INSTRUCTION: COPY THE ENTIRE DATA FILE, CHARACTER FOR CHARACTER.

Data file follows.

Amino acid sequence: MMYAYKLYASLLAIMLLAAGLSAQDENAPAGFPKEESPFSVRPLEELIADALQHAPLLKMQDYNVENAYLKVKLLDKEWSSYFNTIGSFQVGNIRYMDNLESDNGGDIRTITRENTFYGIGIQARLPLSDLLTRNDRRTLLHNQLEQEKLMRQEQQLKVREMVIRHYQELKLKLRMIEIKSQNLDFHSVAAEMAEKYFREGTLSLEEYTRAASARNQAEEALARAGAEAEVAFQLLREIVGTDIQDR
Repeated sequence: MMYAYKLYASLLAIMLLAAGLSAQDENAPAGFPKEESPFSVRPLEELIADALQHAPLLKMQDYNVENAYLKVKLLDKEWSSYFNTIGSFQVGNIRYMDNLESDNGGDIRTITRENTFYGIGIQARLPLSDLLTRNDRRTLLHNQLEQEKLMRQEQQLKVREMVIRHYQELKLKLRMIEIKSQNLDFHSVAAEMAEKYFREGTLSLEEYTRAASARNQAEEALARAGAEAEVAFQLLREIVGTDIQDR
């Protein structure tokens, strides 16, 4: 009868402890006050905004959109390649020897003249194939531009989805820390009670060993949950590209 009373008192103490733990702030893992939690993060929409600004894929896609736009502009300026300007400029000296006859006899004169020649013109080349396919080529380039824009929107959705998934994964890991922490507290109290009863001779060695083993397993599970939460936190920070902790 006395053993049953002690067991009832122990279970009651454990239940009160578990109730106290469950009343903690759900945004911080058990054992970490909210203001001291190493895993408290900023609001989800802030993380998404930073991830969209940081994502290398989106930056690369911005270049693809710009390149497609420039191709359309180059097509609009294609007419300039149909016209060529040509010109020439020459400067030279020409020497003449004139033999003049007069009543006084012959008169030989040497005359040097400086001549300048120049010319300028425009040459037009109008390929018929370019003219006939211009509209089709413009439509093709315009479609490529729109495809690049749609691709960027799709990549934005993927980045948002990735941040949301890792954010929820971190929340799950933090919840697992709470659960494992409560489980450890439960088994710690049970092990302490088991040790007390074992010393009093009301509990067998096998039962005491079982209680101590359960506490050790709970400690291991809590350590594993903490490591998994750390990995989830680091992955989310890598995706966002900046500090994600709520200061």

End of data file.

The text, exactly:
Amino acid sequence: MMYAYKLYASLLAIMLLAAGLSAQDENAPAGFPKEESPFSVRPLEELIADALQHAPLLKMQDYNVENAYLKVKLLDKEWSSYFNTIGSFQVGNIRYMDNLESDNGGDIRTITRENTFYGIGIQARLPLSDLLTRNDRRTLLHNQLEQEKLMRQEQQLKVREMVIRHYQELKLKLRMIEIKSQNLDFHSVAAEMAEKYFREGTLSLEEYTRAASARNQAEEALARAGAEAEVAFQLLREIVGTDIQDR
Repeated sequence: MMYAYKLYASLLAIMLLAAGLSAQDENAPAGFPKEESPFSVRPLEELIADALQHAPLLKMQDYNVENAYLKVKLLDKEWSSYFNTIGSFQVGNIRYMDNLESDNGGDIRTITRENTFYGIGIQARLPLSDLLTRNDRRTLLHNQLEQEKLMRQEQQLKVREMVIRHYQELKLKLRMIEIKSQNLDFHSVAAEMAEKYFREGTLSLEEYTRAASARNQAEEALARAGAEAEVAFQLLREIVGTDIQDR
């Protein structure tokens, strides 16, 4: 009868402890006050905004959109390649020897003249194939531009989805820390009670060993949950590209 009373008192103490733990702030893992939690993060929409600004894929896609736009502009300026300007400029000296006859006899004169020649013109080349396919080529380039824009929107959705998934994964890991922490507290109290009863001779060695083993397993599970939460936190920070902790 006395053993049953002690067991009832122990279970009651454990239940009160578990109730106290469950009343903690759900945004911080058990054992970490909210203001001291190493895993408290900023609001989800802030993380998404930073991830969209940081994502290398989106930056690369911005270049693809710009390149497609420039191709359309180059097509609009294609007419300039149909016209060529040509010109020439020459400067030279020409020497003449004139033999003049007069009543006084012959008169030989040497005359040097400086001549300048120049010319300028425009040459037009109008390929018929370019003219006939211009509209089709413009439509093709315009479609490529729109495809690049749609691709960027799709990549934005993927980045948002990735941040949301890792954010929820971190929340799950933090919840697992709470659960494992409560489980450890439960088994710690049970092990302490088991040790007390074992010393009093009301509990067998096998039962005491079982209680101590359960506490050790709970400690291991809590350590594993903490490591998994750390990995989830680091992955989310890598995706966002900046500090994600709520200061």